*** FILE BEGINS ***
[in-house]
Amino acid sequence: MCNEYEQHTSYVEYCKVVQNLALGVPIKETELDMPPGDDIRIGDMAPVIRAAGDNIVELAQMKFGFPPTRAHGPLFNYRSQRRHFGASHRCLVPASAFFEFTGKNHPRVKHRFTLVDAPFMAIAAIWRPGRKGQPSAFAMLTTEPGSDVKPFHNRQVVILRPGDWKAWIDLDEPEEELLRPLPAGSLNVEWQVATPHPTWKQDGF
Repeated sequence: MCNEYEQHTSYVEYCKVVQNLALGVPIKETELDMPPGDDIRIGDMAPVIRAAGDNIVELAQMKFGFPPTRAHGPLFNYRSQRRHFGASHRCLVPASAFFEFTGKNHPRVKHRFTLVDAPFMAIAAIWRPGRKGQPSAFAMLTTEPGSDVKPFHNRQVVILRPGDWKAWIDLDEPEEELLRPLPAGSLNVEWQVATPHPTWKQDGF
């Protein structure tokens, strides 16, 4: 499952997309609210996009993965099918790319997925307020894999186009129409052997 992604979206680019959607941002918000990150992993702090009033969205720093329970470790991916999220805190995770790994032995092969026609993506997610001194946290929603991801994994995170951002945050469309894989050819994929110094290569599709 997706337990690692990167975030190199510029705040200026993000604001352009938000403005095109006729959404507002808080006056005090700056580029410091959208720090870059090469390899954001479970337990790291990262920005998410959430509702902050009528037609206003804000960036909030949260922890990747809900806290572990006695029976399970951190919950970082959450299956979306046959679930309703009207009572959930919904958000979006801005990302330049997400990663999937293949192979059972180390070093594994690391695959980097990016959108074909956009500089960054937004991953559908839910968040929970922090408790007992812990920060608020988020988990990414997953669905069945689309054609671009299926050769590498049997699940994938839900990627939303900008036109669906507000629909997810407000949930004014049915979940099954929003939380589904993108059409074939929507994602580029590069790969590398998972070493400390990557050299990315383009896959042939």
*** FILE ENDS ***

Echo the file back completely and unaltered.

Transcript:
[in-house]
Amino acid sequence: MCNEYEQHTSYVEYCKVVQNLALGVPIKETELDMPPGDDIRIGDMAPVIRAAGDNIVELAQMKFGFPPTRAHGPLFNYRSQRRHFGASHRCLVPASAFFEFTGKNHPRVKHRFTLVDAPFMAIAAIWRPGRKGQPSAFAMLTTEPGSDVKPFHNRQVVILRPGDWKAWIDLDEPEEELLRPLPAGSLNVEWQVATPHPTWKQDGF
Repeated sequence: MCNEYEQHTSYVEYCKVVQNLALGVPIKETELDMPPGDDIRIGDMAPVIRAAGDNIVELAQMKFGFPPTRAHGPLFNYRSQRRHFGASHRCLVPASAFFEFTGKNHPRVKHRFTLVDAPFMAIAAIWRPGRKGQPSAFAMLTTEPGSDVKPFHNRQVVILRPGDWKAWIDLDEPEEELLRPLPAGSLNVEWQVATPHPTWKQDGF
């Protein structure tokens, strides 16, 4: 499952997309609210996009993965099918790319997925307020894999186009129409052997 992604979206680019959607941002918000990150992993702090009033969205720093329970470790991916999220805190995770790994032995092969026609993506997610001194946290929603991801994994995170951002945050469309894989050819994929110094290569599709 997706337990690692990167975030190199510029705040200026993000604001352009938000403005095109006729959404507002808080006056005090700056580029410091959208720090870059090469390899954001479970337990790291990262920005998410959430509702902050009528037609206003804000960036909030949260922890990747809900806290572990006695029976399970951190919950970082959450299956979306046959679930309703009207009572959930919904958000979006801005990302330049997400990663999937293949192979059972180390070093594994690391695959980097990016959108074909956009500089960054937004991953559908839910968040929970922090408790007992812990920060608020988020988990990414997953669905069945689309054609671009299926050769590498049997699940994938839900990627939303900008036109669906507000629909997810407000949930004014049915979940099954929003939380589904993108059409074939929507994602580029590069790969590398998972070493400390990557050299990315383009896959042939």